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Standards-based accountability has become a central feature of the public education system in each state and is a theme of national discussions about how achievement for all students can be improved and achievement gaps narrowed. Questions remain, however, about the implementation of standards and accountability systems and about whether their potential benefits have been fully realized. Each of the 50 states has adopted its own set of standards, and though there is overlap among them, there is also wide variation in the ways states have devised and implemented their systems. This variety may have both advantages and disadvantages, but it nevertheless raises a fundamental question: Is the establishment of common K-12 academic standards, which states could voluntarily adopt, the logical next step for standards-based reform?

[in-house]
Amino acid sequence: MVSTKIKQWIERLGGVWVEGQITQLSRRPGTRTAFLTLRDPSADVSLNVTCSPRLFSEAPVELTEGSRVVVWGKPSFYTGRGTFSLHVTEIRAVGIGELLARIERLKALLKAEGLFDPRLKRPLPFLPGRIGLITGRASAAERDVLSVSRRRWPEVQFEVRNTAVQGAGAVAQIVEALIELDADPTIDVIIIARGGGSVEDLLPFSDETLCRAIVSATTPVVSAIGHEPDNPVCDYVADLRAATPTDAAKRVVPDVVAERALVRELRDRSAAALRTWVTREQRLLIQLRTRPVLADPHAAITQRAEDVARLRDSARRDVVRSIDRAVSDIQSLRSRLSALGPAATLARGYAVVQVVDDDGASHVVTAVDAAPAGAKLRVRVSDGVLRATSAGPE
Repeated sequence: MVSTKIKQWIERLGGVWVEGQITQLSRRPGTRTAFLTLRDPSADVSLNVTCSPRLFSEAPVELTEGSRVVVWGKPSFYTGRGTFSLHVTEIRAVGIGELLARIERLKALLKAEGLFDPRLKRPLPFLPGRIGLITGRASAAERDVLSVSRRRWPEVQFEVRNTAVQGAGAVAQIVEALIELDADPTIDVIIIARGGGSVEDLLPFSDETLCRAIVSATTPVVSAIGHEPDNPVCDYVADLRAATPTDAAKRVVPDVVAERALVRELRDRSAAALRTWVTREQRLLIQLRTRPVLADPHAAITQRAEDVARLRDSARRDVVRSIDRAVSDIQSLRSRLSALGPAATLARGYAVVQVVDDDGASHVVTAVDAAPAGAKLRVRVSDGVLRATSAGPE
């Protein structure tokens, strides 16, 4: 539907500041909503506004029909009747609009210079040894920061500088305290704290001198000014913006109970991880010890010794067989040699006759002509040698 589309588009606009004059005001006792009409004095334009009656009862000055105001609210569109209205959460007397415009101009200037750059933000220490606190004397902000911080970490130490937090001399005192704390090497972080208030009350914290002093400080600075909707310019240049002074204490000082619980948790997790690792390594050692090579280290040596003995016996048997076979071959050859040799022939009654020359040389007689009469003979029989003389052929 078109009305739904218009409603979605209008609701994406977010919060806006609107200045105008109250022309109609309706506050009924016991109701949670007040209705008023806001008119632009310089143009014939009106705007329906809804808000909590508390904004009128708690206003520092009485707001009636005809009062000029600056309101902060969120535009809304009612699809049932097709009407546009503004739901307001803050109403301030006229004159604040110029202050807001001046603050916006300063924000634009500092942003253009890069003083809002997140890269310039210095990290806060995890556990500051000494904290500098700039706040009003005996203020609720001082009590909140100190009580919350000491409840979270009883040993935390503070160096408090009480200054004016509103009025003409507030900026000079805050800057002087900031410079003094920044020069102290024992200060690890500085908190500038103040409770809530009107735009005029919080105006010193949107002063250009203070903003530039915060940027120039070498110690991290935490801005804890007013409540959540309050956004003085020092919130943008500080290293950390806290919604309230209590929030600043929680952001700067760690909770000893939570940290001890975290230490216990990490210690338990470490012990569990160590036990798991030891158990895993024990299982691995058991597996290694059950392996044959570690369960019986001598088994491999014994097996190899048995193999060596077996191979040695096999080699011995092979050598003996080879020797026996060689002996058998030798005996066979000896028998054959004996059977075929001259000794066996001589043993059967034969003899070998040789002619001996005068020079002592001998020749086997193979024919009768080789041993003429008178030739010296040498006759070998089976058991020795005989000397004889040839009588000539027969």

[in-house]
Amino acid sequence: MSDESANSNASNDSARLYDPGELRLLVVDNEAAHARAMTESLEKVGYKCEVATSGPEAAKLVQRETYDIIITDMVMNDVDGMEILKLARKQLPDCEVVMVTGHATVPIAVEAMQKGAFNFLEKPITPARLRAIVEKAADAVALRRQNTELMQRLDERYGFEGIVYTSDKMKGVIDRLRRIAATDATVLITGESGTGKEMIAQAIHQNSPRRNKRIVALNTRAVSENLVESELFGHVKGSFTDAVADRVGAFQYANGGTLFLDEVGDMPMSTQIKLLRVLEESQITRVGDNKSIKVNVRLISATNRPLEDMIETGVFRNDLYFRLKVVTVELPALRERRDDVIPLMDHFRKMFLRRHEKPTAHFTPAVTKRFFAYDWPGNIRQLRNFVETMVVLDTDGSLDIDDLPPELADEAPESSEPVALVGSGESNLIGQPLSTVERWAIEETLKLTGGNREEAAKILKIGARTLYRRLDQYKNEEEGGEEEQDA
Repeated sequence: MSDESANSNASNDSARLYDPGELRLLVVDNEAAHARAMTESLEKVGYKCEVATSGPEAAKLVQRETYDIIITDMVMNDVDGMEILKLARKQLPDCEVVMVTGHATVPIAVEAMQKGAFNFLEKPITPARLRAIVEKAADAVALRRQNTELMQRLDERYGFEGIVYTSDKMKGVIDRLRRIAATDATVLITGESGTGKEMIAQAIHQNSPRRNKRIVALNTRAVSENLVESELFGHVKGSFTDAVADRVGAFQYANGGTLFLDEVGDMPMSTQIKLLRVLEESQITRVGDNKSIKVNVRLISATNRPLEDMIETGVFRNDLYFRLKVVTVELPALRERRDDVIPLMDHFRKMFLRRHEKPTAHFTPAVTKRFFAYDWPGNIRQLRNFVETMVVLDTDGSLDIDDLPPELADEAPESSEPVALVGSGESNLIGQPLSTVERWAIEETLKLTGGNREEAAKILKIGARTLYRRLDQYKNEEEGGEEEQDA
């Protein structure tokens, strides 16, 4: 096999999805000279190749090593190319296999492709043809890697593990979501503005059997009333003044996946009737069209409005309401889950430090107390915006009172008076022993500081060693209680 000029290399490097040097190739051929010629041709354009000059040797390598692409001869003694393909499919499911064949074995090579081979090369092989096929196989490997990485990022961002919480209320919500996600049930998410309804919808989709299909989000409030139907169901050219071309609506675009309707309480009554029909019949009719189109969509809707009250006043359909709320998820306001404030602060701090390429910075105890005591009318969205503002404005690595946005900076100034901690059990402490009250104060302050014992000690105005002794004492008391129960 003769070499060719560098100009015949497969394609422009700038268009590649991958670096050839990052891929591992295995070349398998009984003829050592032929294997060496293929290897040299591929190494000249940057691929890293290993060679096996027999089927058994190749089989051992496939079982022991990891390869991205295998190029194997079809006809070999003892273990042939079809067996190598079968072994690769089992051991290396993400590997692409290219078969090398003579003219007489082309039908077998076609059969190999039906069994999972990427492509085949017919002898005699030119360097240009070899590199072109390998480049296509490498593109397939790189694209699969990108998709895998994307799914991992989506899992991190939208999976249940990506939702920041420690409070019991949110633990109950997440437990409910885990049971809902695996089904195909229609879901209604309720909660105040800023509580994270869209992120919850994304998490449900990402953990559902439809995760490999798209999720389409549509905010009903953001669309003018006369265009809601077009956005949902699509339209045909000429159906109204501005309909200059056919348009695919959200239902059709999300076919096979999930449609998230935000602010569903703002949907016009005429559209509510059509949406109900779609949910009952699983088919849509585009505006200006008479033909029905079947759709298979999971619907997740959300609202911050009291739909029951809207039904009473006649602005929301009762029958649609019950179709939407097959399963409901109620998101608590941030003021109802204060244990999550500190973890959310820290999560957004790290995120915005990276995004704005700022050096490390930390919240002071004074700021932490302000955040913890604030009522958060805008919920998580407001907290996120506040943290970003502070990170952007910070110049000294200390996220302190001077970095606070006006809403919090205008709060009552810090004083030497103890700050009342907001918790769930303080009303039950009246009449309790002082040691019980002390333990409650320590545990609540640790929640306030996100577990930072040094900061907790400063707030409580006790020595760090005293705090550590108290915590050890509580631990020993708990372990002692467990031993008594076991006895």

The goal of this book is not to answer the policy question of whether or not common standards would be a good idea. Rather, the book provides an objective look at the available evidence regarding the ways in which standards are currently functioning, the strategies that might be used to pursue common standards, and the issues that doing so might present.